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Trump’s COVID-19 Experience Doesn’t Prove Anything

Trump’s COVID-19 Experience Doesn’t Prove Anything. According to The Verge, President Trump says he’s recovered from covid-19. Outside doctors said it’s too soon for him to return to public events, he’s coughing on Fox News, and he’s taking a potent steroid that can mask symptoms, but Trump says he’s not sick anymore. And he’s crediting that recovery to an experimental drug made by the company Regeneron, which he said on Wednesday was a cure.

Trump’s COVID-19 Experience Doesn’t Prove Anything

He said in a video recorded at the white house “ They gave me Regeneron, and it was, like, unbelievable. I felt good immediately.”

Further, there’s no evidence that the Regeneron drug had anything to do with how good Trump did or did not feel. There’s hardly any info that the drug, which is a cocktail of artificial antibodies against the covid-19, works at all. We only have few bits of information on a small group of patients that were published in a press release.

Donald Trump was also given two other drugs, the antiviral redeliver and the steroid dexamethasone. So there’s no reason to believe the Regeneron drug- which is actually named REGN-COV2; Regeneron is the name of the company that produces it- was the thing responsible for how he said he felt.

Trump’s COVID-19 Experience Doesn’t Prove Anything

Antibody treatments could be a good way to treat covid-19. This strategy is similar to convalescent plasma, which contains coronavirus antibodies generated by recovered patients. So, instead of an unpredictable mixture of antibodies that seem to be particularly good at blocking the virus.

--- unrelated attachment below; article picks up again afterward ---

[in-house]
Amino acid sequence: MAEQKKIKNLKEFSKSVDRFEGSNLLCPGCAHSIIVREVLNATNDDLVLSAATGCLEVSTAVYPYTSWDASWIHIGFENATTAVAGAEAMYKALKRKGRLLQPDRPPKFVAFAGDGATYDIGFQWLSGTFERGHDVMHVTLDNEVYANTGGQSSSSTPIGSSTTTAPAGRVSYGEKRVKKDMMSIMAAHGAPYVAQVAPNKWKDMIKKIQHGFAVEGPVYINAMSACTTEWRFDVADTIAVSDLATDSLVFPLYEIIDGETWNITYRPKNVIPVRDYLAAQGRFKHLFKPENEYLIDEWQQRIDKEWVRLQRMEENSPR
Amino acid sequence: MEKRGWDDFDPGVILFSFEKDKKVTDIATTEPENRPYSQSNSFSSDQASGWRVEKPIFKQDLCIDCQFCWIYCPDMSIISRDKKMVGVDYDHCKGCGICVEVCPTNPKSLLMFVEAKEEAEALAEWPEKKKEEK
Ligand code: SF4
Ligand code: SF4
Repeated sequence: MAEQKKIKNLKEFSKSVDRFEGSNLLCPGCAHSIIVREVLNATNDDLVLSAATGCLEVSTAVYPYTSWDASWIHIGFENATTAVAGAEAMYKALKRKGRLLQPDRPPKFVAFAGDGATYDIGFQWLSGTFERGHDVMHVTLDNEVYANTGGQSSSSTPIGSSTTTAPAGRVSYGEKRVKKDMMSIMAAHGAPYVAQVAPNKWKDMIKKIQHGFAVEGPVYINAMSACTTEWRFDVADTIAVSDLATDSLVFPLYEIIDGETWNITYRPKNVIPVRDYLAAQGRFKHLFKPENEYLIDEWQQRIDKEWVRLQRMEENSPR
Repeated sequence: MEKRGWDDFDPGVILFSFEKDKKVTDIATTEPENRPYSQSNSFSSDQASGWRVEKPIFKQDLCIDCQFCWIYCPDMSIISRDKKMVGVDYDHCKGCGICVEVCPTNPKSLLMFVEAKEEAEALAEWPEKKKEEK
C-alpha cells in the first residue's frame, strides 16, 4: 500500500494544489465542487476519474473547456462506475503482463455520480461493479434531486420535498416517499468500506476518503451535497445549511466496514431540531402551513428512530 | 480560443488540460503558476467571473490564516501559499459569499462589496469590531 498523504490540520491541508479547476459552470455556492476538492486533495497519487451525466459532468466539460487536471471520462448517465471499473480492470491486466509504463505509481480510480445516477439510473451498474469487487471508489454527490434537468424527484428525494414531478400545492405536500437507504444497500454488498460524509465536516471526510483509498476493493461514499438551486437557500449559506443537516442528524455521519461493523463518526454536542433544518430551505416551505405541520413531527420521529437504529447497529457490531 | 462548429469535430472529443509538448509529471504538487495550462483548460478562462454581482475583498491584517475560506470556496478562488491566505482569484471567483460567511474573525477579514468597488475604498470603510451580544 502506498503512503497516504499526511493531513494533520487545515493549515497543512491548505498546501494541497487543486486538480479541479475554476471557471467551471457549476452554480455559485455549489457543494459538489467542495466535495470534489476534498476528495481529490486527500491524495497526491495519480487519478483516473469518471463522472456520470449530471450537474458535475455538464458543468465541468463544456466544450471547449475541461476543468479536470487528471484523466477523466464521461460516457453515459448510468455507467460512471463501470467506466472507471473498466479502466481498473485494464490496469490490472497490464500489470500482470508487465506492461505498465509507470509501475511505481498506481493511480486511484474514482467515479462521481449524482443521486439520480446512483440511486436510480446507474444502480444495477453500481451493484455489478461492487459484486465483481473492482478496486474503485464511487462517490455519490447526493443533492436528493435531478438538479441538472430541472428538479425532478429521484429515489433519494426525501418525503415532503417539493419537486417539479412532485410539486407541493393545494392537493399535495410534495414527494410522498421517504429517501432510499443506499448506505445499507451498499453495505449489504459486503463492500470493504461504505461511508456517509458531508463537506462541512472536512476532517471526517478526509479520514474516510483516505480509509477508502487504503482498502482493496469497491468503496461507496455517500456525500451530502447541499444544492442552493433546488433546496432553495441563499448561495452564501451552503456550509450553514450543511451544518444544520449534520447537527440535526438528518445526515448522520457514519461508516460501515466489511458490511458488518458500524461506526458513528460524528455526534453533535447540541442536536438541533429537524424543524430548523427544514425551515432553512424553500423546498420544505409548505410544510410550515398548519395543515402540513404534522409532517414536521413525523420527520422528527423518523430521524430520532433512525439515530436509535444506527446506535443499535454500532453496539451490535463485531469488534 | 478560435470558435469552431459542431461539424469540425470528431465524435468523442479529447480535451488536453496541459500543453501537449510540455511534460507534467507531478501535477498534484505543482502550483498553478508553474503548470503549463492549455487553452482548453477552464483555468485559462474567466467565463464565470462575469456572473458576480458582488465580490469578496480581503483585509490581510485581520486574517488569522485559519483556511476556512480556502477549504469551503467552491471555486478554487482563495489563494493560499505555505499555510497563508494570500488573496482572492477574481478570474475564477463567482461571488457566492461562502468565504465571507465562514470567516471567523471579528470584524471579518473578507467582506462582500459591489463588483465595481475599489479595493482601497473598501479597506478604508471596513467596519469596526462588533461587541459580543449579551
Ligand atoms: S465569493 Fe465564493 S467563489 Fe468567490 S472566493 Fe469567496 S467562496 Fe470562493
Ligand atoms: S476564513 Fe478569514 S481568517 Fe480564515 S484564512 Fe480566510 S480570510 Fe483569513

But neither drug has been tested thoroughly enough to say if it helps, hurts, or does nothing. President Trump’s wild claims about Regeneron’s candidate could make finding answers harder. That’s what happens the last time he talked up a treatment strategy-remember hydroxychloroquine? Donald Trump’s constant promotion of the anti-malarial drug, and the controversy around it, made people reluctant to enroll in clinical trials that were designed to figure out if actually worked.

Moreover, Trump also pressured federal agencies to quickly push out hydroxychloroquine. Experts worry’s that something similar could happen with Regeneron antibody therapy. President Trump is already pushing the food and drug administration to authorize it quickly. The circumstances of his treatment also could skew the clinical trial process: he got the drug under compassionate use, which makes untested and experimental products available to people who are seriously ill. Thus, seeing it as a makes it seem as if we know more about it than we actually do, while simultaneously leaving the impression that VIPs like the president can skip the line, while the rest of us run the risk of getting a placebo in a clinical trial.

There’s no confirmation yet of someone who gets the drug being better off than someone who gets a placebo. Hopefully, the drug works but anyone who claims to have answered right now is just making things up.

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